Magazine article Insight on the News

Growing Drug Corruption Panicking Agency Chiefs

Magazine article Insight on the News

Growing Drug Corruption Panicking Agency Chiefs

Article excerpt

The poet could have had the U.S. Customs Service in mind when he wrote the line, "From ignorance our comfort flows." Last week Insight disclosed that separate federal drug-related bribery probes have been launched into the activities of Rudy M. Camacho, the Pacific regional commissioner of Customs, and two other high-ranking port-of-entry officials in California. Nonetheless, Customs Commissioner George Weise opted to continue his "see-no-evil, hear-no-evil" posture toward persistent allegations of widespread border graft, according to sources inside Customs, Washington headquarters.

During an executive staff meeting, held 48 hours after Insight revealed that corruption investigations into Camacho have been started by both the Treasury Department's Office of Inspector General, or OIG, and the FBI-led Border Corruption Task Force, Weise indicated that he would remain aloof.

Damage control nonetheless is in full thrust. Press requests for interviews or official statements from Customs about the Camacho probes are being denied as the service ducks and covers. At the same time, some news organizations are being told in off-the-record record briefings that, as far as Customs is aware, there are no investigations into Camacho. But neither the Treasury Department nor the U.S. attorney's office in San Diego, which runs the border task force, have issued statements denying that probes indeed are under way into the activities of the Pacific regional commissioner, who has been accused by two witnesses of receiving payoffs from Mexican narco-traffickers based in Tijuana.

Customs sources say that Weise, who has been nicknamed "the invisible man" by the rank and file, believes that border-corruption allegations will blow over after the presidential election. Weise has been criticized before for not discussing publicly the influence of Mexican narco-traffickers on America's southern land ports of entry. Eighteen months ago he kept a low profile when federal lawmakers raised a hue and cry about claims of border graft. Former Customs Commissioner William Von Raab tells Insight he met with Weise and urged him to be open about what Von Raab believes is an epidemic of corruption along the Southwest border.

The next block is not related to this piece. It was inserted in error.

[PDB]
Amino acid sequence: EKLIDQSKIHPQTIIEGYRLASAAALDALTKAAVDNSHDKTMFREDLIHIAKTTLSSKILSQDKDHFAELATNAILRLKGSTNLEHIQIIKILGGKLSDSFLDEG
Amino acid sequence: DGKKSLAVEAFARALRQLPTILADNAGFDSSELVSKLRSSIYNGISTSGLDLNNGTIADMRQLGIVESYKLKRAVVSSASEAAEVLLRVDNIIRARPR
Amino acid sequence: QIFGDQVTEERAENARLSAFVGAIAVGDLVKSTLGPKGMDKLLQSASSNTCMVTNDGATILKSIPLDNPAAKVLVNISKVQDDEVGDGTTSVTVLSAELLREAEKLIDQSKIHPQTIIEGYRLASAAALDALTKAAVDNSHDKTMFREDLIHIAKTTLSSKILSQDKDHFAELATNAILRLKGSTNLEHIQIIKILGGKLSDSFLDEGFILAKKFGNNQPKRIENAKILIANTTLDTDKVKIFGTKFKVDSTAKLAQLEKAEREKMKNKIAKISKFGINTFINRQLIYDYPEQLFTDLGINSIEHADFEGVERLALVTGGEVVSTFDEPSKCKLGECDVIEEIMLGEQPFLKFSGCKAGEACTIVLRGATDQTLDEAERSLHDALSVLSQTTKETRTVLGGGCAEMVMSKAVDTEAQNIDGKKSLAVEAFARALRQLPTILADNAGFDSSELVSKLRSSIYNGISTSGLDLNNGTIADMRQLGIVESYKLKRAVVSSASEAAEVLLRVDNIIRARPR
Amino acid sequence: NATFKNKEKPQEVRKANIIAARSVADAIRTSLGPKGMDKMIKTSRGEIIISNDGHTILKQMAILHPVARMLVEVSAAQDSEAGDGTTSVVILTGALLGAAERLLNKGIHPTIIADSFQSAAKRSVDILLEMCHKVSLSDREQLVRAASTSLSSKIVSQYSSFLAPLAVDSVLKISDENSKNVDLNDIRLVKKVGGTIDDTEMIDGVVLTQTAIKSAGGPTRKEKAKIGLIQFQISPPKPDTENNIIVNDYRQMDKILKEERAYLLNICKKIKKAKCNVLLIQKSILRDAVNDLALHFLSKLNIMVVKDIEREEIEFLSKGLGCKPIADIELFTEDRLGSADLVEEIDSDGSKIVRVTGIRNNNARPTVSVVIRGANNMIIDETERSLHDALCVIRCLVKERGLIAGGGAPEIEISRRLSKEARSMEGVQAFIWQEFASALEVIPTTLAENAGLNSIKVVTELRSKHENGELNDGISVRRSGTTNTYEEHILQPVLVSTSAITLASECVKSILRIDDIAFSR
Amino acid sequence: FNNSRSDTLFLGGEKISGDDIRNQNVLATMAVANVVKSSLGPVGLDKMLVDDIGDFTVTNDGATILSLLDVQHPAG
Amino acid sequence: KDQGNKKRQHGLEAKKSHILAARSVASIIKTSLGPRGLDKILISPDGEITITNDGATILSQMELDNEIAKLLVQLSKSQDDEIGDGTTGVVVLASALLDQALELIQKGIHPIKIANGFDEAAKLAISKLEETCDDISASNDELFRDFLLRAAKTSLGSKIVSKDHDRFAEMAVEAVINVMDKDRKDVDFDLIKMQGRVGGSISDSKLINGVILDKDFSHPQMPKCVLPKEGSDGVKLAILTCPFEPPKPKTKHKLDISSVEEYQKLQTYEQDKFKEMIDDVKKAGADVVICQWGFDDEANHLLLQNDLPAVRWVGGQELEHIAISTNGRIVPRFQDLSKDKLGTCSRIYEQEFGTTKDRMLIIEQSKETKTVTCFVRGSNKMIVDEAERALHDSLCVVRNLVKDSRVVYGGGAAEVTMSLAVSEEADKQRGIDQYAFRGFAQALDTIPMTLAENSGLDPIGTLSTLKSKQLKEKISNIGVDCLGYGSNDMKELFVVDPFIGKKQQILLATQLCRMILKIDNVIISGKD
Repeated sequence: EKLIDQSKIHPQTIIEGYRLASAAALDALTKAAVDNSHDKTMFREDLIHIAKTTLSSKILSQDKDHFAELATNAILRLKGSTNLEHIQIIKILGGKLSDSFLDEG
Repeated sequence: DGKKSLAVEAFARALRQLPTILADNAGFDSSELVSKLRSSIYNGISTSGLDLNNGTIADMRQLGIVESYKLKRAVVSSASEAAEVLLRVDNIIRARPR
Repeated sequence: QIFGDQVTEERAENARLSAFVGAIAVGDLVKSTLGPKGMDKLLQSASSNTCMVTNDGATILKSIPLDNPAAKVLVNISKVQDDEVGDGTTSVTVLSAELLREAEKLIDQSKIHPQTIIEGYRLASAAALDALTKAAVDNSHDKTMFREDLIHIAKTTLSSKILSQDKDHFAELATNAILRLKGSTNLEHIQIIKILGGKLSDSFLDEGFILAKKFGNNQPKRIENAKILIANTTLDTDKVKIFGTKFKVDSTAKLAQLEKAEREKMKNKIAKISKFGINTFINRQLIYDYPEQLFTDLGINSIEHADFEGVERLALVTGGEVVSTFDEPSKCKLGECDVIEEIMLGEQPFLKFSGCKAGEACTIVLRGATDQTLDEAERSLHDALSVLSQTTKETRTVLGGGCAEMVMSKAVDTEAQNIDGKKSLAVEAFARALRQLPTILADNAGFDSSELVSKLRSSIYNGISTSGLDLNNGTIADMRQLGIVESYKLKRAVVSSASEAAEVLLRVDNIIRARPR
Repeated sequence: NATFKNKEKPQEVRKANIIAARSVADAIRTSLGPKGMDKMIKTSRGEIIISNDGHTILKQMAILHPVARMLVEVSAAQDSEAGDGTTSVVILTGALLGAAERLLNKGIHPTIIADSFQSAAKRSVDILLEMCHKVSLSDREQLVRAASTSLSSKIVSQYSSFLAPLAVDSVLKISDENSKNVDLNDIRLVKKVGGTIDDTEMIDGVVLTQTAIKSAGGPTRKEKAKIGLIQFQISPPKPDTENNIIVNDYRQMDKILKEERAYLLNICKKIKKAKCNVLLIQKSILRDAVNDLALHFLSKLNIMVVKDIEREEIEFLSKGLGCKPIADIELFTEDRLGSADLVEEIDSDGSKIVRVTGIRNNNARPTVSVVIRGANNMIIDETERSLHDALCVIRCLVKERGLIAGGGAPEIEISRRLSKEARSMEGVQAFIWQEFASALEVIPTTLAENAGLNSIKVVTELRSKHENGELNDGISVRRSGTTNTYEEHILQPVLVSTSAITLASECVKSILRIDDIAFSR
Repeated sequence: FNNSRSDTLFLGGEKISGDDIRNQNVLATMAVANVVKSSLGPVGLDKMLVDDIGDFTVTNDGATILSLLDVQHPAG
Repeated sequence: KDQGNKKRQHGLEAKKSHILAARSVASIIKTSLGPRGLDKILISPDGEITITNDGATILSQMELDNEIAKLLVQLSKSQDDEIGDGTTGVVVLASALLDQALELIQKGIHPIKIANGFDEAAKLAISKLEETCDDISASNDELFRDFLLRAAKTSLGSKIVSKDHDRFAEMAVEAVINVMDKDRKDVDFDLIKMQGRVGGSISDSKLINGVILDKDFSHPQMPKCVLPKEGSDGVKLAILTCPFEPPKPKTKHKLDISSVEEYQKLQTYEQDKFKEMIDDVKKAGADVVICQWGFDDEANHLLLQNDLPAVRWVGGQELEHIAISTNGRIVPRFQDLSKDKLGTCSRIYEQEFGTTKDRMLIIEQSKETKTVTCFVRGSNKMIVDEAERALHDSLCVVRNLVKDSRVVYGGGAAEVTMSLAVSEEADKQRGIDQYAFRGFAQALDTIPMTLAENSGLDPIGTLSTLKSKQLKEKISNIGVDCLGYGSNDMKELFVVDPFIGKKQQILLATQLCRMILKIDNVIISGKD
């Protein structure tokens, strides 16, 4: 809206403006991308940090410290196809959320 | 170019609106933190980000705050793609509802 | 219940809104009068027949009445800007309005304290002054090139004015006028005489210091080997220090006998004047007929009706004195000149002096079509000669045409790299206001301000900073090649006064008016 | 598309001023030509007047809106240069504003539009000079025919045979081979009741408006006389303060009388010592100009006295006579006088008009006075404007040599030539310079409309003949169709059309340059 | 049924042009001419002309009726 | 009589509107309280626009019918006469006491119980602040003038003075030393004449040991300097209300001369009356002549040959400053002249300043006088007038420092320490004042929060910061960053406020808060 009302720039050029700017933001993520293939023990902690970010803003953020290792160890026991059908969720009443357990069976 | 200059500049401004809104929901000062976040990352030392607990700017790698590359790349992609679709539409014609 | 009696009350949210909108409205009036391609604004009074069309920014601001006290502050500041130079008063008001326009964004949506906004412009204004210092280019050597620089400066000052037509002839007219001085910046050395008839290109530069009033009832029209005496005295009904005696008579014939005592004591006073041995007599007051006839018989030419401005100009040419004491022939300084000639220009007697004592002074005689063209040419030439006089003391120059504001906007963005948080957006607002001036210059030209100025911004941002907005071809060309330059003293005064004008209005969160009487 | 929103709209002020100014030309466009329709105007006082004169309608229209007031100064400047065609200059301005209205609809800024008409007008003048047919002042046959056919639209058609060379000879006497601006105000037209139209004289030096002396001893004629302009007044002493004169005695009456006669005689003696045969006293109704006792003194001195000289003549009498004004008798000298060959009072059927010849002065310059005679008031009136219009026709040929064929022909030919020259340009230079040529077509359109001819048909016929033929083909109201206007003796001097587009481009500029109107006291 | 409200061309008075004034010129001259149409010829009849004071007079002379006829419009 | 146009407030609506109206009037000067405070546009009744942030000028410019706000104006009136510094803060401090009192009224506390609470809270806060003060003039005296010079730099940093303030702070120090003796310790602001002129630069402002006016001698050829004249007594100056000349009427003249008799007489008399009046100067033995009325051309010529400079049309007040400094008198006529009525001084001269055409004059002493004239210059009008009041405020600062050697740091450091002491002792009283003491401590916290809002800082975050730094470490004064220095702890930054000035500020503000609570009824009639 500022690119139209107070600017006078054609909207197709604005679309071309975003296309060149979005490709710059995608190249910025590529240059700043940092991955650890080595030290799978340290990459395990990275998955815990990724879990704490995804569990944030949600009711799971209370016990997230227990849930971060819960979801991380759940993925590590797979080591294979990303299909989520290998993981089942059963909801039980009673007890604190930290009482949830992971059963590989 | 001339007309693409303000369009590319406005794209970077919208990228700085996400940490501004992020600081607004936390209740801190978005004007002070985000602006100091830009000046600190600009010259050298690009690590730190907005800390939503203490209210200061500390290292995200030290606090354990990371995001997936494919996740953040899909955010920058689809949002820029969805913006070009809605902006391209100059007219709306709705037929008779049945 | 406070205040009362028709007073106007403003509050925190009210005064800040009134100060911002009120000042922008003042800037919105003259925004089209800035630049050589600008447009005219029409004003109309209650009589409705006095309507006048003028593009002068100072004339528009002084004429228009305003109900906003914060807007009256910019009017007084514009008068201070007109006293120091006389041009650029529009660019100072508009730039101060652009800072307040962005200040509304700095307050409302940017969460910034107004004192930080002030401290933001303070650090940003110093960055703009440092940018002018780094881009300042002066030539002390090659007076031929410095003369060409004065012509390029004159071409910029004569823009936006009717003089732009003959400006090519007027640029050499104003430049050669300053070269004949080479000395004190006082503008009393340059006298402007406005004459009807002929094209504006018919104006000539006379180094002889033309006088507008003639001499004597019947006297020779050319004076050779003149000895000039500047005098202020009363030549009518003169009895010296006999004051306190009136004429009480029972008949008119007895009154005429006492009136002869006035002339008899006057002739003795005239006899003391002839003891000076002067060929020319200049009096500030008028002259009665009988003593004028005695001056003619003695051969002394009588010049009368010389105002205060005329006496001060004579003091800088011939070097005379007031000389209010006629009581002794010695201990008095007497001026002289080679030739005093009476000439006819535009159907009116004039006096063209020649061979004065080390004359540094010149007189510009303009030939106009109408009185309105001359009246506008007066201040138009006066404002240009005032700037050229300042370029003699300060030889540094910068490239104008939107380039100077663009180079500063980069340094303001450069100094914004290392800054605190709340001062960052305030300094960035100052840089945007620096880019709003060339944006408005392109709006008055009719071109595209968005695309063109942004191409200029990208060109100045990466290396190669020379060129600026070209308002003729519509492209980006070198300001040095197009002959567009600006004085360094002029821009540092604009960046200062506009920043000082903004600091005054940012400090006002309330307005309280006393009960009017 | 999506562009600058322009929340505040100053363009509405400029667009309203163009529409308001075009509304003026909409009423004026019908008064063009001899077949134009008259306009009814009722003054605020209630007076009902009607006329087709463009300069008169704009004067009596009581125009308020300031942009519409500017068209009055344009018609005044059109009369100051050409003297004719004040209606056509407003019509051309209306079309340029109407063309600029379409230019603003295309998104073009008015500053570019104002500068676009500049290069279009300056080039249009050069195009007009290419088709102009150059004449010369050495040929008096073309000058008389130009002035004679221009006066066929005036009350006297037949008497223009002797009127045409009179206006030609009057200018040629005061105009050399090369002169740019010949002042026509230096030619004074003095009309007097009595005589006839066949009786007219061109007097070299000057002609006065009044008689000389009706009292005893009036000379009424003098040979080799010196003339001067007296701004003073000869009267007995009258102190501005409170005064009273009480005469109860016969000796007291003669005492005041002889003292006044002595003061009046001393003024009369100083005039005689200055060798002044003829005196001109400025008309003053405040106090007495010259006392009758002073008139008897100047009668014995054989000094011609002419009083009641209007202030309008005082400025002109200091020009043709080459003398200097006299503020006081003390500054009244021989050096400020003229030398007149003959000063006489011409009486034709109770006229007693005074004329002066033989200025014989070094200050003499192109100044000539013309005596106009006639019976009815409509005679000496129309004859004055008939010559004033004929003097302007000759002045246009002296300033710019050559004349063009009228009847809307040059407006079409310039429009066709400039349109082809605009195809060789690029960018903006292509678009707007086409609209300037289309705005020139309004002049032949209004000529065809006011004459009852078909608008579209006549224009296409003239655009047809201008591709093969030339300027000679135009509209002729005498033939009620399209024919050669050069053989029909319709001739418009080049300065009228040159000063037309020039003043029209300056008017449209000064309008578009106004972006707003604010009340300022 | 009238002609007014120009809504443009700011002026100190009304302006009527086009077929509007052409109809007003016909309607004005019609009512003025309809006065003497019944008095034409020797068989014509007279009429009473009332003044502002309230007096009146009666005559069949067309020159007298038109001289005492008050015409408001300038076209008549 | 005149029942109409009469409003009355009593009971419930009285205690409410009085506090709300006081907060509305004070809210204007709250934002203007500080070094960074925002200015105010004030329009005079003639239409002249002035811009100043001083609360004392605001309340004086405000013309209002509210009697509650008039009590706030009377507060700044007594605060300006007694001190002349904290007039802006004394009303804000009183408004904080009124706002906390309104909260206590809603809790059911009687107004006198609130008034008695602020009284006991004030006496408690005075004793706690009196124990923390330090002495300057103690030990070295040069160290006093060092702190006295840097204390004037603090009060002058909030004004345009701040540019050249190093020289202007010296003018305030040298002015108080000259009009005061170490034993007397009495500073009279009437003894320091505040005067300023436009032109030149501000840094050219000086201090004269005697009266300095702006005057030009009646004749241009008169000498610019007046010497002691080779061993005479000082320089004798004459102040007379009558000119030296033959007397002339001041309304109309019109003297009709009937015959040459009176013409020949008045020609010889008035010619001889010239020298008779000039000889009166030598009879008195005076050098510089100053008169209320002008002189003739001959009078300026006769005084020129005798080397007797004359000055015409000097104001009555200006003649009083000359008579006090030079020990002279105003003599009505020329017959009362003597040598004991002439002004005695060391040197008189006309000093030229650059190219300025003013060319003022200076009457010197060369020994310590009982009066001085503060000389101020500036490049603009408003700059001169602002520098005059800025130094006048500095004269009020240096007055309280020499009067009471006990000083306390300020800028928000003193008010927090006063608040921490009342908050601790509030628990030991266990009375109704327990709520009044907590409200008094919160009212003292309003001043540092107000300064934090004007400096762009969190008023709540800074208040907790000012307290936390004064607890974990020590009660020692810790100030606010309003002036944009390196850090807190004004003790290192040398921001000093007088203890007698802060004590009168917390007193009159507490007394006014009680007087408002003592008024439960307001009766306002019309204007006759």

While the Customs commissioner maintains his studied silence, there is less reticence from federal lawmakers, who were stunned to learn of the Camacho investigations and the internal-affairs probes into San Ysidro, Calif., port director Jerry Martin and his deputy, Art Gilbert. "This is scary," says Rep. Bill Zeliff of New Hampshire, chairman of the House National Security, International Affairs and Criminal Justice subcommittee. "Since 1992 this administration has done everything possible to thwart any effort on either interdiction or drug source-country programs, and now we find out that we may have corruption at high levels in Customs." Asked if he thought congressional hearings should be held to examine allegations of graft along the border, Zeliff replied. "Absolutely."

Several other influential congressmen men expressed frustration at the inefficiency of federal corruption probes. Customs claimed a clean bill of health in August after a 17-month investigation by the Border Corruption Task Force did not turn up evidence of graft against eight senior Customs officials, including Camacho, Martin and Gilbert. …

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